My son was four at the time, my daughter was three. We named
the ewe, Meryl Sheep (Sesame Street gets the credit) and she
was the beginning of a love affair with fleece.
From that point forward we began to collect fiber animals - I
bought a small herd of Angora goats from a friend, and picked
up additional does; then I picked up more sheep and found
myself obsessed with spinning and felting and knitting - so
much for the horses. We rescued a few sheep, took in a bunch
more when a friend moved to California, adopted a bottle lamb
(again) - and the next thing you know we have a flock/herd of
over 30 animals with spring kids and lambs adding to the mix.
If you would like to see a nine minute video history of how I got
into this fabulous business, please click here or keep reading.
So here we are many years later, knee deep in fiber and sharing
our products with you.
Some of our wool goes to Zeilingers in Frankenmuth to be made
into socks, some goes to Stonehedge in East Jordan to be
processed with alpaca fiber from Michigan farms. The yarn is a
lovely 50/50 blend. We call it Fresh Water Fiber yarn, as we are
blessed to be surrounded by the Great Lakes and thousands of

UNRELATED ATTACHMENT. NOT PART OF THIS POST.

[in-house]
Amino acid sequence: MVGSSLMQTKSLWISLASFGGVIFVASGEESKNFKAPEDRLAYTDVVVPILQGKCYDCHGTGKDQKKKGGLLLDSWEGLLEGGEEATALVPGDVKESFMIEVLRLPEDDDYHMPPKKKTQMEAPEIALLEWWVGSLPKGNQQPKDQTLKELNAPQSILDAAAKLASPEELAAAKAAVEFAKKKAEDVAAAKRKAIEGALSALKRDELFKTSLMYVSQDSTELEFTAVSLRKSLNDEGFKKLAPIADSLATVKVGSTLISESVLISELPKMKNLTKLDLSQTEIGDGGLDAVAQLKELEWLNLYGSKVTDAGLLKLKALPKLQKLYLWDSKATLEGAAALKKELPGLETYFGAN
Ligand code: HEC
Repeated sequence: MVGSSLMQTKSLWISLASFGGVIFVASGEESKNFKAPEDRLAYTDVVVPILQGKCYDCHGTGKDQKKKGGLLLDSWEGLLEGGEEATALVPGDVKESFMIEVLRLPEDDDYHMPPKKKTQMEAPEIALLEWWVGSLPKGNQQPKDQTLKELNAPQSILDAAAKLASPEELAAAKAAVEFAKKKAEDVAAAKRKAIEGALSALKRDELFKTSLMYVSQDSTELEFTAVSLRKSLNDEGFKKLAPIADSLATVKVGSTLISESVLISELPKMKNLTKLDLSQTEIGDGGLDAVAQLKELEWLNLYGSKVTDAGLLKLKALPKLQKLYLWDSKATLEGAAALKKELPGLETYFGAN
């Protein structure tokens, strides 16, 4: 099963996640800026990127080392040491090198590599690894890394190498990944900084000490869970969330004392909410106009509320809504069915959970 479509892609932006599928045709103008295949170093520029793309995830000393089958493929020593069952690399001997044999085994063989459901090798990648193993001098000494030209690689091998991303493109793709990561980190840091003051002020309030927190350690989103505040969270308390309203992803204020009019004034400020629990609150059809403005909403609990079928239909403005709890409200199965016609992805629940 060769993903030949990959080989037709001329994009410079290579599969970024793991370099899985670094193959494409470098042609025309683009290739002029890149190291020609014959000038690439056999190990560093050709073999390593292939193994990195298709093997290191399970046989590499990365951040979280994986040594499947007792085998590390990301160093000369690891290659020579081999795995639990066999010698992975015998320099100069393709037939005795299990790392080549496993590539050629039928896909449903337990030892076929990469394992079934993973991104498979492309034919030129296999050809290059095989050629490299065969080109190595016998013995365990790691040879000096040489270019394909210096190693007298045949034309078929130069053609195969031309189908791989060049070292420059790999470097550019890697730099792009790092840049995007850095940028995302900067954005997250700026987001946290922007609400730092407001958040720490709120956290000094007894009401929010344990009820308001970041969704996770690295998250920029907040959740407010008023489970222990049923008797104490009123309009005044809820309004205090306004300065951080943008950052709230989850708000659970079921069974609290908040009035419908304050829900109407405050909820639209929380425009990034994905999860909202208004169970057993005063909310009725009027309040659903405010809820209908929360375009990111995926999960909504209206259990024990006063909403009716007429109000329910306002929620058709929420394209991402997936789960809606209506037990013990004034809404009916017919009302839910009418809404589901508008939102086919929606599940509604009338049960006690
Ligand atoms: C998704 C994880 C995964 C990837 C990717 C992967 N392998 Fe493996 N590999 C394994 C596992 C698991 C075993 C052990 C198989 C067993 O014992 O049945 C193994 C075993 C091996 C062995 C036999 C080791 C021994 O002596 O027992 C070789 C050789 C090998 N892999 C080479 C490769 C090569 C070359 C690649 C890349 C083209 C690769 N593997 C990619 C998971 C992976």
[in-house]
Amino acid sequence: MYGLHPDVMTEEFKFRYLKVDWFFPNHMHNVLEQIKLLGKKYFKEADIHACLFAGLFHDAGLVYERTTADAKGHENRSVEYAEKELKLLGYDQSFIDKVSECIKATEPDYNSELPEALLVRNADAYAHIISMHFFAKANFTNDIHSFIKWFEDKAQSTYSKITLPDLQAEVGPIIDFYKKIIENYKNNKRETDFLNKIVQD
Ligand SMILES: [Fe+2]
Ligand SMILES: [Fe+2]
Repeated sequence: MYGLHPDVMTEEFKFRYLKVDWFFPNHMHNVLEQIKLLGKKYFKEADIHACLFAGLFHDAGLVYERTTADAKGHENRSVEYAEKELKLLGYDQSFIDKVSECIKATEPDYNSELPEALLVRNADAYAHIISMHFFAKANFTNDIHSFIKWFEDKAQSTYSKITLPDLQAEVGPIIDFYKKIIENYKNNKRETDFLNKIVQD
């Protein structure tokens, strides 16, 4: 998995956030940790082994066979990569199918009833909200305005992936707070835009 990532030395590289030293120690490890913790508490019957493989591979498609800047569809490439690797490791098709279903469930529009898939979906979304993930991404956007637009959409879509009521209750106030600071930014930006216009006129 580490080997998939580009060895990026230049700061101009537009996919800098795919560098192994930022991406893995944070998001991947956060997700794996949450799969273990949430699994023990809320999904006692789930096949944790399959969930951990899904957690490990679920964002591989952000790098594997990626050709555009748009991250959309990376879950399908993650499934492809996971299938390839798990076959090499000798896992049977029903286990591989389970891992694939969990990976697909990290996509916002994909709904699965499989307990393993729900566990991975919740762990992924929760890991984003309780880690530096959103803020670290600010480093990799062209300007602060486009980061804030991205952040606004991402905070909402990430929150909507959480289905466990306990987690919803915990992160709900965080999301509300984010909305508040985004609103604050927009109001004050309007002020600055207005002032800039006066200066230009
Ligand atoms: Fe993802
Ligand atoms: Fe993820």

fresh water lakes and ponds. In 2018 our fine fiber crop went to
Hoof 2 Hanger in the southwest corner of the Lower Peninsula.
They are making 100% merino wool yarn for us. It should be
ready for the Fiber Festival in August. Keep an eye out for it
when you mosey through the buildings.
Our yarns are hand painted or kettle dyed with Cushing's and
Jaquard Dyes. The yarn is ideal for outerwear, for heavy
sweaters, socks, or vests. Don't expect this yarn to wear out -
your projects will end up being heirloom gifts for years to come.
The 50/50 alpaca merino yarn batch is almost gone - I have
approximately 20 skeins left. If you like it, don't hesitate to buy -
this is the last of a wonderful yarn.
Happy Goat Lucky Ewe Fiber Farm was settled north of Mason,
Michigan in 1984. I finally got serious and started to sell all that
mohair and wool in 2006, we started selling our roving for
spinners, handspun yarns, scarves, comforters and novelty
items such as bird nesting material and fly tier's dubbing for
fishermen. Today we specialize in purebred merino starter
flocks and millspun fine-wool and alpaca yarns, millspun socks
and dryer balls. I still enjoy spinning for special orders and I sell
single skeins from roving batches. Our stuff moves fast, so
don't wait too long to order.